Alka Chandna and her associates at People for the Ethical Treatment of Animals (PETA) want you to live in a world with no new medications for cancer, pain, heart disease or addiction. In her opinion piece on Tuesday (“Stop animal abuse at Yale,” Jan. 27), Chandna uses the most inflammatory language possible to claim that animal experiments are “useless” and “cruel.” The truth is that much of the medical research that matters for the health of you and me requires the use of animals.

Animals are used in research only when necessary. When this occurs, they are monitored very carefully to be sure that they are anesthetized properly during surgical procedures so that they experience only transient pain or discomfort.

Alka Chandna’s colleagues at PETA describe the research done in my laboratory as “useless” because they say that smoking is a choice humans make, and because we already know that smoking is bad. But there is much we do not understand about addiction. More than 350,000 people died of tobacco-related illnesses last year in the United States alone. The vast majority of those people began smoking as adolescents. Most adolescents progress rapidly to addiction and soon decide to quit but find they are unable to do so.

Anyone who starts smoking and has an episode of depression is at even greater risk of repeated smoking relapse. Research using laboratory animals has contributed directly to the development of new, scientifically based treatments for smoking cessation that are effective and that are helping millions of people quit smoking today. These same medications might also be effective in treating depression and alcoholism. These treatments are saving countless human lives by helping people who have never been able to remain abstinent quit smoking.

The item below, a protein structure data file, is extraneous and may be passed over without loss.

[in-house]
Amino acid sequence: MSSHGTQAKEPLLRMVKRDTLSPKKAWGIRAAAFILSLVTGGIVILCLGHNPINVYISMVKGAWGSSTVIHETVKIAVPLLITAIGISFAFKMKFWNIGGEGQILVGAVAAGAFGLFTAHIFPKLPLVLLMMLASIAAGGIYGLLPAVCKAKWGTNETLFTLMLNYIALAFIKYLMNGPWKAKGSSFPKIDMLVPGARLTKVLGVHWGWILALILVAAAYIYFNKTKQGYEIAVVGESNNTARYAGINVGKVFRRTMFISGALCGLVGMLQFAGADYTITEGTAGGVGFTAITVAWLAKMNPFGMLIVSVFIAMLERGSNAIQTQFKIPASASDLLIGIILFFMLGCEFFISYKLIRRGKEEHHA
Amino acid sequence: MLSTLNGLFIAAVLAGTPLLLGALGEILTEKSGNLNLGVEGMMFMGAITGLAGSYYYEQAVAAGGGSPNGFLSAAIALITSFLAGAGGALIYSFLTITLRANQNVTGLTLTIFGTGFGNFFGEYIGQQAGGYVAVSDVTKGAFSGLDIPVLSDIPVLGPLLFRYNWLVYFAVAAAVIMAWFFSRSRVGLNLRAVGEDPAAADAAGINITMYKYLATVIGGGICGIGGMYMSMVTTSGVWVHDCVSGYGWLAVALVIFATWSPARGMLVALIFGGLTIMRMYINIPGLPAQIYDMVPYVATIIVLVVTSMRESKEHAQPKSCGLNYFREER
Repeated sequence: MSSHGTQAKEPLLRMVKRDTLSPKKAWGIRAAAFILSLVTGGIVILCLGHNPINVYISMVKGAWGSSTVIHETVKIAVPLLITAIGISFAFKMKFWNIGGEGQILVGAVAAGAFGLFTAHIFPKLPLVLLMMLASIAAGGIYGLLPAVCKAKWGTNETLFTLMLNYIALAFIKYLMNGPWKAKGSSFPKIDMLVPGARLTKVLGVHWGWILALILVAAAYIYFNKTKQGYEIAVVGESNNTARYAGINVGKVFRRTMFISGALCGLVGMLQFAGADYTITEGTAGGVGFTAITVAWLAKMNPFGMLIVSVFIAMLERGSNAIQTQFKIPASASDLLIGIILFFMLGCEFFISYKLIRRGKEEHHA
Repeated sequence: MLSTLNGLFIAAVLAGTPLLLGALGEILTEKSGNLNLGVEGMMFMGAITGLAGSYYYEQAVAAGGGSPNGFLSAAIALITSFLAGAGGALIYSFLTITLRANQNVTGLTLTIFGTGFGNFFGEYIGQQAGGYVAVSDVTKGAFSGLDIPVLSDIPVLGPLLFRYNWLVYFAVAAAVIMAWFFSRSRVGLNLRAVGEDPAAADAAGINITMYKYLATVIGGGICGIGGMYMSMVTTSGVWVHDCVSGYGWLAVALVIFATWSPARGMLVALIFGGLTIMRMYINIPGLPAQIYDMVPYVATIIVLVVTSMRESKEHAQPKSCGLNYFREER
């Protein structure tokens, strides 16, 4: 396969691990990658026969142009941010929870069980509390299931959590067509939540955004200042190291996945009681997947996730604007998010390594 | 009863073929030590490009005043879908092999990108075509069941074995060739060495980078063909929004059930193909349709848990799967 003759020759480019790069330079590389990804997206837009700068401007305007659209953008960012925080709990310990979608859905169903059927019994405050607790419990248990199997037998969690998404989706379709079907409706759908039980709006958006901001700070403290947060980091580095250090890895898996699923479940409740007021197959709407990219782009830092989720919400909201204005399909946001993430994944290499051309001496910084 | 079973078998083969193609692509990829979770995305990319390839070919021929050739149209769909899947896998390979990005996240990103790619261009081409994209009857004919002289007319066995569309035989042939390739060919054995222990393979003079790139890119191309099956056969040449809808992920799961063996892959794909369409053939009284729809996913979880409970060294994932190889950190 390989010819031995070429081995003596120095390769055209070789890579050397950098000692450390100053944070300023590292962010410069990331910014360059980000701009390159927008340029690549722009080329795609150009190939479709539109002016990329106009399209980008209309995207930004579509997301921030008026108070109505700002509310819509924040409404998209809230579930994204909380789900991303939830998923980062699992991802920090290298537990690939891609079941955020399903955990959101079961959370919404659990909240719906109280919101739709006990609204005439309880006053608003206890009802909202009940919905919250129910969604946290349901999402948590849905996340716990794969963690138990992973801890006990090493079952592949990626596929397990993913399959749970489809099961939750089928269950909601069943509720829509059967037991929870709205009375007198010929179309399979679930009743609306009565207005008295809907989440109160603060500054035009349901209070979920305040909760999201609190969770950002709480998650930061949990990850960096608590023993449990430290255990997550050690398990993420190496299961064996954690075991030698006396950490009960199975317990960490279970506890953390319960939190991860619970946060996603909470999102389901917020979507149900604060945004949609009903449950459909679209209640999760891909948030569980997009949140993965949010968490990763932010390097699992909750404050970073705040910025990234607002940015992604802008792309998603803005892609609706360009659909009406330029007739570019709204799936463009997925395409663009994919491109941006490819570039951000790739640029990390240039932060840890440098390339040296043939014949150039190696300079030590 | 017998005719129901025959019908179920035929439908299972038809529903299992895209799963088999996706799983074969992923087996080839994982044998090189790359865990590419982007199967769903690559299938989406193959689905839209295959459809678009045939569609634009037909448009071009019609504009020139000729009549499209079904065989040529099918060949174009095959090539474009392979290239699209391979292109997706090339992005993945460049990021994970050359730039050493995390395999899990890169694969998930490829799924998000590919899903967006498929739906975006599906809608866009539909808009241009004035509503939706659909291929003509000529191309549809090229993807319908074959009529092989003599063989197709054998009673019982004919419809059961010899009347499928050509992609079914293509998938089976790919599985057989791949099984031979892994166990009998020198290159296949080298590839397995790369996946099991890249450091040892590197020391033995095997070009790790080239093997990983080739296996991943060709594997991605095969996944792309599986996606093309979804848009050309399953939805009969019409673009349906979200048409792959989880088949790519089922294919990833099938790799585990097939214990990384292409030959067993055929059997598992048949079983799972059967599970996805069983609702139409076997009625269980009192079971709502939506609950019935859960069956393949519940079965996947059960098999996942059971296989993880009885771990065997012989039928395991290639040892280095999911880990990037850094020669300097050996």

At present there is no way to understand the scientific basis for what nicotine does to the brain, nor of testing whether a particular therapy will increase the chance for permanently quitting, without using animals in research. Researchers are careful to respect the animals that contribute to this vital biological research by making sure the animals are healthy and well-cared for, and that they undergo the minimum pain or discomfort possible.

There are many challenges to human health that can only be solved by careful, thoughtful and humane use of laboratory animals. Animals are used only when there are no alternative models for advancing research. Anyone who has had, or who knows someone who has had, a serious illness (stroke, heart attack, cancer, diabetes, obesity, etc.) has benefited from the research done with laboratory animals.

Marina Picciotto
Jan. 27
The writer is a professor of psychiatry.